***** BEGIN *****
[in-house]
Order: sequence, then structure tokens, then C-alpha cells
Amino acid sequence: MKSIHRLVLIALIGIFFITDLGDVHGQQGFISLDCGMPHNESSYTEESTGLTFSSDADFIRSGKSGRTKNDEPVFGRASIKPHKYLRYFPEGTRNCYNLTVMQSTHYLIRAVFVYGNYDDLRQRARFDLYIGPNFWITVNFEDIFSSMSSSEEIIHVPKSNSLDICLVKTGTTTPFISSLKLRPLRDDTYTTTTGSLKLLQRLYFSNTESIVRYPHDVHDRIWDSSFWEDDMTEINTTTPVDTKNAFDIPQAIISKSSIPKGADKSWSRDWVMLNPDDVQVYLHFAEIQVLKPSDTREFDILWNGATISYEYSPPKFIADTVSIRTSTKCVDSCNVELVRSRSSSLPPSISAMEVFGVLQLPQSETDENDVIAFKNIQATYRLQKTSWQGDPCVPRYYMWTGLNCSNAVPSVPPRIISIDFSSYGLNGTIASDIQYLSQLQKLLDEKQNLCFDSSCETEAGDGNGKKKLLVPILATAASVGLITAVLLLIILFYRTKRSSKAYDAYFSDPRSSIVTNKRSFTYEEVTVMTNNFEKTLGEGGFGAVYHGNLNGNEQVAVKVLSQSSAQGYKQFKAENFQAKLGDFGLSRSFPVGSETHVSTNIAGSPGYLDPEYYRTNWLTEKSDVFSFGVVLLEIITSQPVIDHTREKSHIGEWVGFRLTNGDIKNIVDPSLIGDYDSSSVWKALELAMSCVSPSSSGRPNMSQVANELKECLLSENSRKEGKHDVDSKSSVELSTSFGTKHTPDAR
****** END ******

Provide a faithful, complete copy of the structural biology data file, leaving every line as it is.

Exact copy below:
[in-house]
Order: sequence, then structure tokens, then C-alpha cells
Amino acid sequence: MKSIHRLVLIALIGIFFITDLGDVHGQQGFISLDCGMPHNESSYTEESTGLTFSSDADFIRSGKSGRTKNDEPVFGRASIKPHKYLRYFPEGTRNCYNLTVMQSTHYLIRAVFVYGNYDDLRQRARFDLYIGPNFWITVNFEDIFSSMSSSEEIIHVPKSNSLDICLVKTGTTTPFISSLKLRPLRDDTYTTTTGSLKLLQRLYFSNTESIVRYPHDVHDRIWDSSFWEDDMTEINTTTPVDTKNAFDIPQAIISKSSIPKGADKSWSRDWVMLNPDDVQVYLHFAEIQVLKPSDTREFDILWNGATISYEYSPPKFIADTVSIRTSTKCVDSCNVELVRSRSSSLPPSISAMEVFGVLQLPQSETDENDVIAFKNIQATYRLQKTSWQGDPCVPRYYMWTGLNCSNAVPSVPPRIISIDFSSYGLNGTIASDIQYLSQLQKLLDEKQNLCFDSSCETEAGDGNGKKKLLVPILATAASVGLITAVLLLIILFYRTKRSSKAYDAYFSDPRSSIVTNKRSFTYEEVTVMTNNFEKTLGEGGFGAVYHGNLNGNEQVAVKVLSQSSAQGYKQFKAENFQAKLGDFGLSRSFPVGSETHVSTNIAGSPGYLDPEYYRTNWLTEKSDVFSFGVVLLEIITSQPVIDHTREKSHIGEWVGFRLTNGDIKNIVDPSLIGDYDSSSVWKALELAMSCVSPSSSGRPNMSQVANELKECLLSENSRKEGKHDVDSKSSVELSTSFGTKHTPDAR